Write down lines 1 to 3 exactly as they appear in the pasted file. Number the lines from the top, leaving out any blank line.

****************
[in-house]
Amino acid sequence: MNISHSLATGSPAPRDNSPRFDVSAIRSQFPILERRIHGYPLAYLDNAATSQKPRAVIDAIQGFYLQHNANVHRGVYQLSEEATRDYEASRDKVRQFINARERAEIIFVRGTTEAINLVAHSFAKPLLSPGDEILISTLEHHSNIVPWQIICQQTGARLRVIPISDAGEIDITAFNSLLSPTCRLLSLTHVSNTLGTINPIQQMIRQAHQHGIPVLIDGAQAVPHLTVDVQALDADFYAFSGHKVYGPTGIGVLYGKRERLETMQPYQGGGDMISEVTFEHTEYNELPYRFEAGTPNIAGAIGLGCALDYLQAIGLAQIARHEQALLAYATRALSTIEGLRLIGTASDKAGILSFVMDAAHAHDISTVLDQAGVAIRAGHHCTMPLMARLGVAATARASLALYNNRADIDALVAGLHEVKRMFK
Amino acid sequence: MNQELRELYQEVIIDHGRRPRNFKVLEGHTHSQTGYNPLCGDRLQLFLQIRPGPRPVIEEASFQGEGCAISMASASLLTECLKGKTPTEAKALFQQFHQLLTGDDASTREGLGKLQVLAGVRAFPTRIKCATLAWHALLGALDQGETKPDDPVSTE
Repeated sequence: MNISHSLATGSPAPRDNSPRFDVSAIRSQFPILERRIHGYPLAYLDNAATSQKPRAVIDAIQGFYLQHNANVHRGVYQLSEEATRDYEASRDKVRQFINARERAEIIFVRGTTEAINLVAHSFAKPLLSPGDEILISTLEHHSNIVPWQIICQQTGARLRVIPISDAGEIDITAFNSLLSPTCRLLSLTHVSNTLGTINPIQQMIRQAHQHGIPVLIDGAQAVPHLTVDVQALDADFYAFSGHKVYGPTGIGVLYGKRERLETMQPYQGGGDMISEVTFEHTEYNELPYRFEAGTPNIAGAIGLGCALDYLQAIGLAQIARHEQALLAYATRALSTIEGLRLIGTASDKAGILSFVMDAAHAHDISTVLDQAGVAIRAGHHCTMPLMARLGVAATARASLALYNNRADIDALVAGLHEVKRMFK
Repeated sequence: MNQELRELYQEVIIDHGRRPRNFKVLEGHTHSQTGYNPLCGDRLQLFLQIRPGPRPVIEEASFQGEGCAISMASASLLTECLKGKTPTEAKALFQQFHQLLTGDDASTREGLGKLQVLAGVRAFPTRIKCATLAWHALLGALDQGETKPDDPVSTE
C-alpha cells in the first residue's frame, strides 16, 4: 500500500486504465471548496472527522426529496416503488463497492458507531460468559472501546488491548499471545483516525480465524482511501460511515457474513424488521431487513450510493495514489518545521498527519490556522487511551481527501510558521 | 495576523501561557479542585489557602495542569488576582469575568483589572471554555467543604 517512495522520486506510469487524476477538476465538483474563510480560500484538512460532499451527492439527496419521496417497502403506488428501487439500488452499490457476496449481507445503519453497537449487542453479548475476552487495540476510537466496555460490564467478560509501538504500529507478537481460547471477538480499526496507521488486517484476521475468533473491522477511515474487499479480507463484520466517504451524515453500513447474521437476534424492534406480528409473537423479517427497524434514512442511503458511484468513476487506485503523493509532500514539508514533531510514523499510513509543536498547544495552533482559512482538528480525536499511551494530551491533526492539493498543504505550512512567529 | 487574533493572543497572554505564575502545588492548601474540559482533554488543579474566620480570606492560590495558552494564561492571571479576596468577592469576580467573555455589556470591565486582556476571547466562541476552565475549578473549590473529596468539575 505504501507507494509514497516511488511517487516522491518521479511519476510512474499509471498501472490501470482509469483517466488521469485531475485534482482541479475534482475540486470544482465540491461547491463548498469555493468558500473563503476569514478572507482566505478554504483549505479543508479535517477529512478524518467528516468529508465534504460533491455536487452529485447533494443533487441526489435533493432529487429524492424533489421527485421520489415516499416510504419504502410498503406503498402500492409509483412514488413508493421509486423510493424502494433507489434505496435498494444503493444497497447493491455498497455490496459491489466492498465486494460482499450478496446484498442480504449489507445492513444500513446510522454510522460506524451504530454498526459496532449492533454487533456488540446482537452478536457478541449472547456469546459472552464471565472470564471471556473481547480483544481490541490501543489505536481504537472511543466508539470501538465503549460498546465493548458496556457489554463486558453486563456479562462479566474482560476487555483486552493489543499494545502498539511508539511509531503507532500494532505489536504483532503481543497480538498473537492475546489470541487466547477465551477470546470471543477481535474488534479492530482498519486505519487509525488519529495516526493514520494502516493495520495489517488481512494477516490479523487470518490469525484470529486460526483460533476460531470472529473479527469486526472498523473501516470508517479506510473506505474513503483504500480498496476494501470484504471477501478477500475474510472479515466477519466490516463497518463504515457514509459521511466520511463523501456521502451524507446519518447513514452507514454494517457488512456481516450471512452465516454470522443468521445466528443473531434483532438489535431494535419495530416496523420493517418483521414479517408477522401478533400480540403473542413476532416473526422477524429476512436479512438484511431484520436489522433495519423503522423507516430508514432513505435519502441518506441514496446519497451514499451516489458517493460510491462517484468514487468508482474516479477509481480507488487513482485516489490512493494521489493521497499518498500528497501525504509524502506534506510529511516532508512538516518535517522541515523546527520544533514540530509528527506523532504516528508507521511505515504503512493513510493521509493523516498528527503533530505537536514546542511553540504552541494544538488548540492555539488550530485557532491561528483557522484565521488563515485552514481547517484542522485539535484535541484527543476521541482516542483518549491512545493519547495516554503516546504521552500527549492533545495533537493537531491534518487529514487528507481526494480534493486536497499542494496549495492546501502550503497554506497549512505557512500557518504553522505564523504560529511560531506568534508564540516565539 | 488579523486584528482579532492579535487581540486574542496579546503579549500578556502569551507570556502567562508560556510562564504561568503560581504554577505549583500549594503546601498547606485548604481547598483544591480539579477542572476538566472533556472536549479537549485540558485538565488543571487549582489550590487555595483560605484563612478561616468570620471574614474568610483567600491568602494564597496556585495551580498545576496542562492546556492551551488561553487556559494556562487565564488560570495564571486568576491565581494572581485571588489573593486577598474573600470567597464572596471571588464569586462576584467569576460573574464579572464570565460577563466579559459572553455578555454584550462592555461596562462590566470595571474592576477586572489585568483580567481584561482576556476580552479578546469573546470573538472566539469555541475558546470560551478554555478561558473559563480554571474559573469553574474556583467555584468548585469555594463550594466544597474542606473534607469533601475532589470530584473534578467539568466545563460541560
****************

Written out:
[in-house]
Amino acid sequence: MNISHSLATGSPAPRDNSPRFDVSAIRSQFPILERRIHGYPLAYLDNAATSQKPRAVIDAIQGFYLQHNANVHRGVYQLSEEATRDYEASRDKVRQFINARERAEIIFVRGTTEAINLVAHSFAKPLLSPGDEILISTLEHHSNIVPWQIICQQTGARLRVIPISDAGEIDITAFNSLLSPTCRLLSLTHVSNTLGTINPIQQMIRQAHQHGIPVLIDGAQAVPHLTVDVQALDADFYAFSGHKVYGPTGIGVLYGKRERLETMQPYQGGGDMISEVTFEHTEYNELPYRFEAGTPNIAGAIGLGCALDYLQAIGLAQIARHEQALLAYATRALSTIEGLRLIGTASDKAGILSFVMDAAHAHDISTVLDQAGVAIRAGHHCTMPLMARLGVAATARASLALYNNRADIDALVAGLHEVKRMFK
Amino acid sequence: MNQELRELYQEVIIDHGRRPRNFKVLEGHTHSQTGYNPLCGDRLQLFLQIRPGPRPVIEEASFQGEGCAISMASASLLTECLKGKTPTEAKALFQQFHQLLTGDDASTREGLGKLQVLAGVRAFPTRIKCATLAWHALLGALDQGETKPDDPVSTE